DEC and IEC can be combined to increase savings (racks 1+3 and 2+4 in the picture above). One possible control strategy, but not the only one available, consists in running DEC until the supply humidity set point is reached, and then starting IEC if more sensible cooling is required.


DEC, IEC or DEC + IEC? How to choose the best solution?

The right choice can only be made using a simulation tool able to calculate the savings based on at least outdoor conditions, set point and internal heat gain; the same tool can also provide an estimate of the sizes of the DEC and IEC systems.

Manual calculations are very difficult and not viable. As a general rule, DEC is suitable for hot and dry climates because in such places humidification tends to be needed in addition to cooling; on the other hand, IEC is suitable for hot and humid climates as it does not increase the humidity of the already humid outdoor air, or for cooling data centres without introducing outdoor air as described above under IEC; finally, the combination DEC + IEC appears to be suitable for a range of climatic conditions, as it can be used both for dry and humid outdoor air.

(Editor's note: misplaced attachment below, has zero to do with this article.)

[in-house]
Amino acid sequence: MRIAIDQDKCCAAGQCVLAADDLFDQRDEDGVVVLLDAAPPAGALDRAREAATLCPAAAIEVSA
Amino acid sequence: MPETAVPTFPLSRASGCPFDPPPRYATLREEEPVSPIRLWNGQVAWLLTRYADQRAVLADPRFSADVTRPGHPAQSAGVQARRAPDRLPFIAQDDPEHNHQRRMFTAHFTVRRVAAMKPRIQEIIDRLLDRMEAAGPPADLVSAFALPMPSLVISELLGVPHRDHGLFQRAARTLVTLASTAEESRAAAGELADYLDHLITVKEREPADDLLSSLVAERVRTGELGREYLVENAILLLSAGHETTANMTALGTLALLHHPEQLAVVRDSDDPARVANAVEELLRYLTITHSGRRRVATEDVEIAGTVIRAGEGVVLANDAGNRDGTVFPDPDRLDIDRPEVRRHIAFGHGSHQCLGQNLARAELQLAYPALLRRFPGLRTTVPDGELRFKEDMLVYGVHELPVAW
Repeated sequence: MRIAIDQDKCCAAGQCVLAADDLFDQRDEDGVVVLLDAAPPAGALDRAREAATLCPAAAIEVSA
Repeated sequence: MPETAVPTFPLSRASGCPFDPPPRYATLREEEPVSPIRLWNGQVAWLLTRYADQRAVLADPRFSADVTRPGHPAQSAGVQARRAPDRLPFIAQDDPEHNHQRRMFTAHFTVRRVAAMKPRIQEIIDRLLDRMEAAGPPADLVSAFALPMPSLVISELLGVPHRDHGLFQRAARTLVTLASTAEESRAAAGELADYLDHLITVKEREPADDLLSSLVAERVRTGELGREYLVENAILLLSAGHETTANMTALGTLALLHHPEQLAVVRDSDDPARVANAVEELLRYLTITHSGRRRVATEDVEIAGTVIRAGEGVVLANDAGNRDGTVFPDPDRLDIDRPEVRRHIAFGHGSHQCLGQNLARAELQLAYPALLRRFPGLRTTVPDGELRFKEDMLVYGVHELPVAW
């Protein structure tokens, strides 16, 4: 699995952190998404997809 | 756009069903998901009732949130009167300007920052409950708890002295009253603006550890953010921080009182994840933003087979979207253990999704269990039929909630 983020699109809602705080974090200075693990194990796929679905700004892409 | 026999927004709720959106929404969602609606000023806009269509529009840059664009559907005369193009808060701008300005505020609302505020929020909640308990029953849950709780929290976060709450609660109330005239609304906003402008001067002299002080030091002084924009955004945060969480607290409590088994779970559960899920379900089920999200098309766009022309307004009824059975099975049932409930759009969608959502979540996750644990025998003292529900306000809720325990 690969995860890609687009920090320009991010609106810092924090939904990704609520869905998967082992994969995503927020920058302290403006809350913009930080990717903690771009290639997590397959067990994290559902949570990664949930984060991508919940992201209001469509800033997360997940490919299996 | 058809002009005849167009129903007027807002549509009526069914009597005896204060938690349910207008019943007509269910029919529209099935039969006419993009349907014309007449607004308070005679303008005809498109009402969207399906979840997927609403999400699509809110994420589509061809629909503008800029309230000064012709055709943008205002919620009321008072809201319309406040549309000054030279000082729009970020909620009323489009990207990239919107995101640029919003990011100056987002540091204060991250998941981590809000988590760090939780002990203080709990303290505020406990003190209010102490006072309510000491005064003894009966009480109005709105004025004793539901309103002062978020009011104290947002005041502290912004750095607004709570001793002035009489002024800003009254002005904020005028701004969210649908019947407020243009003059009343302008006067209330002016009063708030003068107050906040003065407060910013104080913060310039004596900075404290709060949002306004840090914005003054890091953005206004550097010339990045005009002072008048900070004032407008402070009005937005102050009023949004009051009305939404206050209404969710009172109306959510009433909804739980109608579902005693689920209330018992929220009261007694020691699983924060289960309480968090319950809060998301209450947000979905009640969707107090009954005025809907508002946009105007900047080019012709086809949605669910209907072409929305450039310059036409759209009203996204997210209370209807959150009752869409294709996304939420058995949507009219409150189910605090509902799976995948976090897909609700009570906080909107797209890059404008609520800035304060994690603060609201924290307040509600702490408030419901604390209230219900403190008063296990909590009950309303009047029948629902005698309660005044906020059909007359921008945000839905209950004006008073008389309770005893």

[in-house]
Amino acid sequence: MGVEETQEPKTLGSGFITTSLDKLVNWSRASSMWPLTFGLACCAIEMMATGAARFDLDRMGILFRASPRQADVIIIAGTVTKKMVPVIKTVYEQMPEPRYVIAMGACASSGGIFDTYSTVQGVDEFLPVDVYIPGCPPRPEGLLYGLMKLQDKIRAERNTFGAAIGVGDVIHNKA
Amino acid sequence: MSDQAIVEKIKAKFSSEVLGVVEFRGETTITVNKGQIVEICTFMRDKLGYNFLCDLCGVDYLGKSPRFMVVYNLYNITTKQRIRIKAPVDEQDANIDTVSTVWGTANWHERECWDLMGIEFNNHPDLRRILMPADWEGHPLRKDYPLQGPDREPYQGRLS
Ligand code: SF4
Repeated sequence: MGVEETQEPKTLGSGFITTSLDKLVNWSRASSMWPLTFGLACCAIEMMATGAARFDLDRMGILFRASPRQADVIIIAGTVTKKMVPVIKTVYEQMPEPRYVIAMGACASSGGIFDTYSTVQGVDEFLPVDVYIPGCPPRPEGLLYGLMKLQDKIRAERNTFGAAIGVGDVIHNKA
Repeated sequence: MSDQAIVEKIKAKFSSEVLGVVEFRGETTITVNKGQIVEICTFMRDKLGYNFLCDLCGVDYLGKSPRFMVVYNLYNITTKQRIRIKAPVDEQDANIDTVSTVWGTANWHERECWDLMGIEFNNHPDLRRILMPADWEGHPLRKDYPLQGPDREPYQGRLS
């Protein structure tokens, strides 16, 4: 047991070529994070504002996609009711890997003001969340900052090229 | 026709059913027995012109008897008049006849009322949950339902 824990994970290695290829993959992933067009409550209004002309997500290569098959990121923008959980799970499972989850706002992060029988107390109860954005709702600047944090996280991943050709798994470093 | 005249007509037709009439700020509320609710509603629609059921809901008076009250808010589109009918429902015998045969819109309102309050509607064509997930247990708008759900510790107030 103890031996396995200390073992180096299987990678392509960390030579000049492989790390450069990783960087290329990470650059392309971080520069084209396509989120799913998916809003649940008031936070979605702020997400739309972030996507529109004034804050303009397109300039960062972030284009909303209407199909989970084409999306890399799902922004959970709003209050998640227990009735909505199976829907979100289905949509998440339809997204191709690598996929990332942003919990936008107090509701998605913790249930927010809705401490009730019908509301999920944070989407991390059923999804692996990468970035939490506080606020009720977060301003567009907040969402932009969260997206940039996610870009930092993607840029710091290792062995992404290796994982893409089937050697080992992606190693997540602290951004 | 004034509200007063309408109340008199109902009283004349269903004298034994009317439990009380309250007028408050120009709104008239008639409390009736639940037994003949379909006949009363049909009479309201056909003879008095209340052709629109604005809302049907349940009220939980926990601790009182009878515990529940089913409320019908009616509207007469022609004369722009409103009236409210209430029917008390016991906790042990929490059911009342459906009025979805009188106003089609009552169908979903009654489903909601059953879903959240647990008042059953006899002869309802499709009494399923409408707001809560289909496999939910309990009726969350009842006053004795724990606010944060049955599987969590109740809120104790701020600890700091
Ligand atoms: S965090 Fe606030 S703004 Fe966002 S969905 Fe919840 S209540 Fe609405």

Whatever the case, evaporative cooling means “green” cooling, because the refrigerant used is water, which does not pollute the environment nor increases the global warming: in fact, after evaporating, the water simply precipitates back down to become ground water again, thus closing the natural water cycle.


Related Posts


DCW Singapore: opportunities for Data Centre energy savings in tropical regions

Maximising heat recovery efficiency in ventilation units

Humidity Control + Energy Saving: is there a solution?